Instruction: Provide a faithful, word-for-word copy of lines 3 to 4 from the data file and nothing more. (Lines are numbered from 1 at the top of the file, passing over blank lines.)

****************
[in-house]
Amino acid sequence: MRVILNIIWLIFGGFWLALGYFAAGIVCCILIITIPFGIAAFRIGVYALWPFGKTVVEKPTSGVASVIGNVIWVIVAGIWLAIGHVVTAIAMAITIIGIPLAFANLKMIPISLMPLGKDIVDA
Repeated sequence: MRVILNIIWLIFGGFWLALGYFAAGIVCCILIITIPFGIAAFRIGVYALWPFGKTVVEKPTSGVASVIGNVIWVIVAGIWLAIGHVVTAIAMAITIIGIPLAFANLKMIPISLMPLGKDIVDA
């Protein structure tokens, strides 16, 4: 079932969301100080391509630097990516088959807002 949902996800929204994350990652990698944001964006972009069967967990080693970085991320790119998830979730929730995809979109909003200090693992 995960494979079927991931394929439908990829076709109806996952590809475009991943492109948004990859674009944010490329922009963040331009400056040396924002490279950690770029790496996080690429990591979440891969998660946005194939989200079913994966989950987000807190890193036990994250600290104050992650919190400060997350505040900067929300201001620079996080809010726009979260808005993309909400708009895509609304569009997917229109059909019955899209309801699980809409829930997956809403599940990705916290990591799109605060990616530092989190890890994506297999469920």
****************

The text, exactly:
Repeated sequence: MRVILNIIWLIFGGFWLALGYFAAGIVCCILIITIPFGIAAFRIGVYALWPFGKTVVEKPTSGVASVIGNVIWVIVAGIWLAIGHVVTAIAMAITIIGIPLAFANLKMIPISLMPLGKDIVDA
């Protein structure tokens, strides 16, 4: 079932969301100080391509630097990516088959807002 949902996800929204994350990652990698944001964006972009069967967990080693970085991320790119998830979730929730995809979109909003200090693992 995960494979079927991931394929439908990829076709109806996952590809475009991943492109948004990859674009944010490329922009963040331009400056040396924002490279950690770029790496996080690429990591979440891969998660946005194939989200079913994966989950987000807190890193036990994250600290104050992650919190400060997350505040900067929300201001620079996080809010726009979260808005993309909400708009895509609304569009997917229109059909019955899209309801699980809409829930997956809403599940990705916290990591799109605060990616530092989190890890994506297999469920």